Sun safety is the key to the prevention of melanoma, one of the deadliest forms of skin malignancies. May is Skin Cancer Awareness Month—a perfect time review what you can do to prevent getting this type of cancer.
As spring turns to summer, our thoughts turn to trips to the beach, days at the pool and long days at the park with family. Unfortunately, that fun outdoor time comes with an increased risk for melanoma. Melanoma comprises only four percent of skin cancers, but is responsible for 74 percent of skin cancer deaths — making it one of the deadliest forms of skin malignancies. In 2009, about 70,000 Americans developed invasive melanoma. Although it tends to occur frequently in families, presenting a hereditary element, melanoma is more often triggered by intense, intermittent sun exposure.
Have your doctor check moles and other skin spots annually. The Skin Cancer Foundation recommends a monthly self-check as well.
Keep an eye out for the ABCDs of melanoma:
Asymmetry: Drawing a line through the middle of the spot or lesion does not yield equal halves.
Border irregularity: The spot or growth’s perimeter is uneven or notched.
Color variation: As dangerous skin spots grow, they may become deep brown or black — they can even turn red, blue or white.
Diameter (or size): Any skin growth that is 6 mm wide or larger (about the size of a pencil eraser) is considered risky.
Outside of these four characteristics, any growth or spot that changes, itches or bleeds is abnormal and should be checked.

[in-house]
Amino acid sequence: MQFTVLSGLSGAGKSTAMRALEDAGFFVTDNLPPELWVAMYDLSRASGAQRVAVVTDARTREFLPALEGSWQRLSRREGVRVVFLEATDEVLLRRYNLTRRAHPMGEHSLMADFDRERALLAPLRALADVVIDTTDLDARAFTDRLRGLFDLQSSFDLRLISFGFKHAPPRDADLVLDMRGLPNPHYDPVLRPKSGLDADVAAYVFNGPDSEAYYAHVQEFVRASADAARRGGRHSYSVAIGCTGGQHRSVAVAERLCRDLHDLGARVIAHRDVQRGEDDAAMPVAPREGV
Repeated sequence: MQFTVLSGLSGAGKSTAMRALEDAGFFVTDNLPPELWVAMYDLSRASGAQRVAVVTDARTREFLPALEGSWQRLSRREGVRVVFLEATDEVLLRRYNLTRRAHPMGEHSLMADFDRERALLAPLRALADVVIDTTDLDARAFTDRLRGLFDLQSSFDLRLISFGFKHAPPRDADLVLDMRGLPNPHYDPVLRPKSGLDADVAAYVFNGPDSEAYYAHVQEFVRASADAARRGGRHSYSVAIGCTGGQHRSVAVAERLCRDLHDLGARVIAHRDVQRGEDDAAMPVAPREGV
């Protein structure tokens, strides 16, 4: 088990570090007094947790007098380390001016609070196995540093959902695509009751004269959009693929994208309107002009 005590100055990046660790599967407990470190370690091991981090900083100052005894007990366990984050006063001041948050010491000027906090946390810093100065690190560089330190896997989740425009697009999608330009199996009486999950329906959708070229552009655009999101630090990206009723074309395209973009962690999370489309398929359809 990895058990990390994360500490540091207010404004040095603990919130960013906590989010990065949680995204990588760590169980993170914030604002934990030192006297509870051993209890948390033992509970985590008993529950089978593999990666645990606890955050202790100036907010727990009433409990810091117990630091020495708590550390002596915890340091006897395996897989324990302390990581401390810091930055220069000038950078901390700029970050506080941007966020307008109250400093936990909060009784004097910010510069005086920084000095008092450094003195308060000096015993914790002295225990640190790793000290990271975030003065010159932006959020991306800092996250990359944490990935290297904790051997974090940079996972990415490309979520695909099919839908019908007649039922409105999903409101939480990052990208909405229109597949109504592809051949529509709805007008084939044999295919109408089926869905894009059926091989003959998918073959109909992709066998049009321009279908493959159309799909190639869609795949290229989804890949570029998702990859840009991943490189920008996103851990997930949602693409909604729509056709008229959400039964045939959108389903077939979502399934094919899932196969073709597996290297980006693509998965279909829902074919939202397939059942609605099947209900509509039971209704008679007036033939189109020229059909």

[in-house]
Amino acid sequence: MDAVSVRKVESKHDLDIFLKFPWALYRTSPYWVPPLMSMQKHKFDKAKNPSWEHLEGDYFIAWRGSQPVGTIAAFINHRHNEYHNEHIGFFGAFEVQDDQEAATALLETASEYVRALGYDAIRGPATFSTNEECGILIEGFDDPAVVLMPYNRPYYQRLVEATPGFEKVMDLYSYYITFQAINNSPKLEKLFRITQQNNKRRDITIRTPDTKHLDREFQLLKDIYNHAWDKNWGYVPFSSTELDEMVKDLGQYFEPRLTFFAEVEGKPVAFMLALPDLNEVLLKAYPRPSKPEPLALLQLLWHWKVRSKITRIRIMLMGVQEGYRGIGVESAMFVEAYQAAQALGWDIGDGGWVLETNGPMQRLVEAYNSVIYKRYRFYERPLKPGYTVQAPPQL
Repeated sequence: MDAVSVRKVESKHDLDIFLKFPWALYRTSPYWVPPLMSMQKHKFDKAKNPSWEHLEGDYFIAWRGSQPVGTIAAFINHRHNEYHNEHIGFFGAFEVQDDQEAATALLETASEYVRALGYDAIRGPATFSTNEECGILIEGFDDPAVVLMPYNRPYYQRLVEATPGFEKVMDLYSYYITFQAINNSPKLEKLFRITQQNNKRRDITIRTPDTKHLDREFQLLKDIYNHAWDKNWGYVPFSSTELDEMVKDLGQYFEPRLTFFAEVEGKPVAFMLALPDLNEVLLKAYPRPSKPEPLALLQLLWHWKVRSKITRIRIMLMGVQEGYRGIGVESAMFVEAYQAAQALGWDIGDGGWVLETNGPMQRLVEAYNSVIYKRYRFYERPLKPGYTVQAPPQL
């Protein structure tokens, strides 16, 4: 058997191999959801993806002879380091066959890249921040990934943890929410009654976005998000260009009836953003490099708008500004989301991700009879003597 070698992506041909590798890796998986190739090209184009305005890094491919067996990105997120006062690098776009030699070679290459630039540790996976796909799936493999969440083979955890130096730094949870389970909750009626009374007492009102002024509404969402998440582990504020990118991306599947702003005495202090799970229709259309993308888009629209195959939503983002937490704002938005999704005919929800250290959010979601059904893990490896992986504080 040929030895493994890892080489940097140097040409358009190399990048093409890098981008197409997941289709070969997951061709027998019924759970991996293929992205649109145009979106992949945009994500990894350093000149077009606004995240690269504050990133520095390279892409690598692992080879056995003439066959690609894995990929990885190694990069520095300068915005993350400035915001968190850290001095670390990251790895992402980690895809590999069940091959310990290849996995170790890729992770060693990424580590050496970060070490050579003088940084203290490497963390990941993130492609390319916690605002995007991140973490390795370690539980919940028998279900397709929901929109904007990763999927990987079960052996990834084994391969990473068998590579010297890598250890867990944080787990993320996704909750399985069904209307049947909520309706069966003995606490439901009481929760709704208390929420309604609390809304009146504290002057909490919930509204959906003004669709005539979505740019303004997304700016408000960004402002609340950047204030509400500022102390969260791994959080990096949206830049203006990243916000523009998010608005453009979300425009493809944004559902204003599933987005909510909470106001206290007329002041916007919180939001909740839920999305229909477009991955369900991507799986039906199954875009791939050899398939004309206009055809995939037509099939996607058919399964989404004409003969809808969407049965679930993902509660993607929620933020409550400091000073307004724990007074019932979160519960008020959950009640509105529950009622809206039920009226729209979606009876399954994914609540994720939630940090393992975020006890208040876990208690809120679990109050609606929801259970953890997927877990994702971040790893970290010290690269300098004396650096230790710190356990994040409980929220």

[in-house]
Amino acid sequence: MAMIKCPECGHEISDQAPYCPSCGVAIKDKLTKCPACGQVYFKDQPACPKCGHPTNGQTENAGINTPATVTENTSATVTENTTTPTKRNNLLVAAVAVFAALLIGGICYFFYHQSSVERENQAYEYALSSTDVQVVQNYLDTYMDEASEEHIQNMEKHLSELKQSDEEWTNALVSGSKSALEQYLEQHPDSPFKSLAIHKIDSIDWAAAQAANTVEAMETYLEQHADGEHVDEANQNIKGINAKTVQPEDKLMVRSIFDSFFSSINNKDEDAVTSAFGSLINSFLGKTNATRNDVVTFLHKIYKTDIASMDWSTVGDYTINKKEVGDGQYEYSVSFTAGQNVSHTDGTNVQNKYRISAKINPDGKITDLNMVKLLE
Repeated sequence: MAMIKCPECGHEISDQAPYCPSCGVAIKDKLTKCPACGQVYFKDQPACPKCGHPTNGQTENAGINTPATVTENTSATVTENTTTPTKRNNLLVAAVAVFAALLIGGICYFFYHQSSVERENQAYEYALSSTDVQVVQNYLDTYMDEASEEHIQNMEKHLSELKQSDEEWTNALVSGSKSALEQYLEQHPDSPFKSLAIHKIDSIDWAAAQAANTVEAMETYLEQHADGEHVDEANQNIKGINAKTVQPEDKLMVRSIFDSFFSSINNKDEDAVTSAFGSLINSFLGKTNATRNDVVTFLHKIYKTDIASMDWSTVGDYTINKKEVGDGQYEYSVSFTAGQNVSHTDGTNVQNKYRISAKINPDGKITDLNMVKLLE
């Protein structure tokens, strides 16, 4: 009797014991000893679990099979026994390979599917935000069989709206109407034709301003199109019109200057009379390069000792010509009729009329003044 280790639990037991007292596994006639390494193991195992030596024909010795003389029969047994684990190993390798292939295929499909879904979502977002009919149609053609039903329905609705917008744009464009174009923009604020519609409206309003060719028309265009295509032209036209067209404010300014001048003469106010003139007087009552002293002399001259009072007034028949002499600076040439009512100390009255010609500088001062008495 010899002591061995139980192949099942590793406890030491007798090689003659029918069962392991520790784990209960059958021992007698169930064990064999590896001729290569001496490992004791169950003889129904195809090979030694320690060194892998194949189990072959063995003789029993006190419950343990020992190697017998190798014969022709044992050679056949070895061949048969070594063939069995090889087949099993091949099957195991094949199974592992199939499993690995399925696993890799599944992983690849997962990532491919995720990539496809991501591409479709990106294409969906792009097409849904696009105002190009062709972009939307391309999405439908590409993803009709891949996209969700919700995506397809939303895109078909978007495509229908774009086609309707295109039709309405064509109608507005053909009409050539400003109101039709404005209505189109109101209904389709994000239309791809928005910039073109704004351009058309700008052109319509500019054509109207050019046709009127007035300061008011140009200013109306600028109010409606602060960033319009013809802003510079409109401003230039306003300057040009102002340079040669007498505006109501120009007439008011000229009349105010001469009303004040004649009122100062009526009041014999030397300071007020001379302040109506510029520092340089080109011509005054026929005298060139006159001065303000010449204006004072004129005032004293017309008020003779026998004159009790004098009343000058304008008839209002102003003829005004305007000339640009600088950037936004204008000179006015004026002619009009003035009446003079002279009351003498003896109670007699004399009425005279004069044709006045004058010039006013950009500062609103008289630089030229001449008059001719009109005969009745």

An Ounce of Prevention is Worth a Pound of Cure
Simply being aware and taking these necessary precautions to fight harmful UV rays will make it easy for you to sit back, relax and enjoy the warm-weather activities that summertime brings, without worrying about skin cancer.
- Avoid excessive sun exposure, especially from 10 a.m. to 4 p.m.
- Wear a hat, long-sleeved shirt and/or sunglasses with UV protection when possible.
- Use sunscreen (SPF 15 or greater) daily, and apply frequently when you're outside for extended periods of time.
- Give your skin a self-exam monthly and schedule a professional exam yearly.
In addition to protecting the skin with sunscreen and protective clothing, certain foods have been found to help prevent cancer. A diet rich in antioxidants can be beneficial in cancer prevention. Add these foods to your diet:
Each of these foods has been found to have properties—vitamin C or lycopene, for example—that have the potential to lower the risk for certain types of cancer, according to many studies. Research has also shown that the Mediterranean diet, which is rich in antioxidants and omega-3 fatty acids, might have benefits when it comes to preventing cancer cell growth.
The Skin Cancer Foundation website has more detailed guidelines on preventing skin cancer that are age specific and include more information on sunscreen.